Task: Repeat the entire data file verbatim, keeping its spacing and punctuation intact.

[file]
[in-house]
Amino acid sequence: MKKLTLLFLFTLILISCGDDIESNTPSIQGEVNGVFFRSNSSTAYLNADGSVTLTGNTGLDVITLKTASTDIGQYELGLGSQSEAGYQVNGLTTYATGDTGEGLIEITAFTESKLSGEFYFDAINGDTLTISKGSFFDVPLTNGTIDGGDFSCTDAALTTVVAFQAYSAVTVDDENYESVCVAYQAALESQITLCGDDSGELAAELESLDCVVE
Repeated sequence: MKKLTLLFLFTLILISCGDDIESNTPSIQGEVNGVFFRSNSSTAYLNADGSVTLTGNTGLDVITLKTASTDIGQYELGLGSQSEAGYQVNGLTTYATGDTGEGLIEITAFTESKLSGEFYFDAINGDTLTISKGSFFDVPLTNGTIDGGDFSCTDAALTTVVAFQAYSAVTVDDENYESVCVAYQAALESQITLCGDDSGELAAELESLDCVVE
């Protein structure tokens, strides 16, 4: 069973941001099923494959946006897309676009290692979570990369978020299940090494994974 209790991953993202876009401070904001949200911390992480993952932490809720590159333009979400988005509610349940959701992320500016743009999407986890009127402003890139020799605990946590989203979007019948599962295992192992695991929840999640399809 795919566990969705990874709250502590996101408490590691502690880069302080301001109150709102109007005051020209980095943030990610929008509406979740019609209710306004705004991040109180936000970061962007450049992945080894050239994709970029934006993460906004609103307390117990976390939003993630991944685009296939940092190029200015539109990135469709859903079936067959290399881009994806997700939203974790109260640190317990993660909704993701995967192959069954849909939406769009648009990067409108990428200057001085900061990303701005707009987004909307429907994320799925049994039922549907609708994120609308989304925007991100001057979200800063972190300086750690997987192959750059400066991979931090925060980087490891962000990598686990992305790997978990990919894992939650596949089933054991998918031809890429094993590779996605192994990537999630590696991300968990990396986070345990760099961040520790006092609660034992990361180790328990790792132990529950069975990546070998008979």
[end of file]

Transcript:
[in-house]
Amino acid sequence: MKKLTLLFLFTLILISCGDDIESNTPSIQGEVNGVFFRSNSSTAYLNADGSVTLTGNTGLDVITLKTASTDIGQYELGLGSQSEAGYQVNGLTTYATGDTGEGLIEITAFTESKLSGEFYFDAINGDTLTISKGSFFDVPLTNGTIDGGDFSCTDAALTTVVAFQAYSAVTVDDENYESVCVAYQAALESQITLCGDDSGELAAELESLDCVVE
Repeated sequence: MKKLTLLFLFTLILISCGDDIESNTPSIQGEVNGVFFRSNSSTAYLNADGSVTLTGNTGLDVITLKTASTDIGQYELGLGSQSEAGYQVNGLTTYATGDTGEGLIEITAFTESKLSGEFYFDAINGDTLTISKGSFFDVPLTNGTIDGGDFSCTDAALTTVVAFQAYSAVTVDDENYESVCVAYQAALESQITLCGDDSGELAAELESLDCVVE
């Protein structure tokens, strides 16, 4: 069973941001099923494959946006897309676009290692979570990369978020299940090494994974 209790991953993202876009401070904001949200911390992480993952932490809720590159333009979400988005509610349940959701992320500016743009999407986890009127402003890139020799605990946590989203979007019948599962295992192992695991929840999640399809 795919566990969705990874709250502590996101408490590691502690880069302080301001109150709102109007005051020209980095943030990610929008509406979740019609209710306004705004991040109180936000970061962007450049992945080894050239994709970029934006993460906004609103307390117990976390939003993630991944685009296939940092190029200015539109990135469709859903079936067959290399881009994806997700939203974790109260640190317990993660909704993701995967192959069954849909939406769009648009990067409108990428200057001085900061990303701005707009987004909307429907994320799925049994039922549907609708994120609308989304925007991100001057979200800063972190300086750690997987192959750059400066991979931090925060980087490891962000990598686990992305790997978990990919894992939650596949089933054991998918031809890429094993590779996605192994990537999630590696991300968990990396986070345990760099961040520790006092609660034992990361180790328990790792132990529950069975990546070998008979």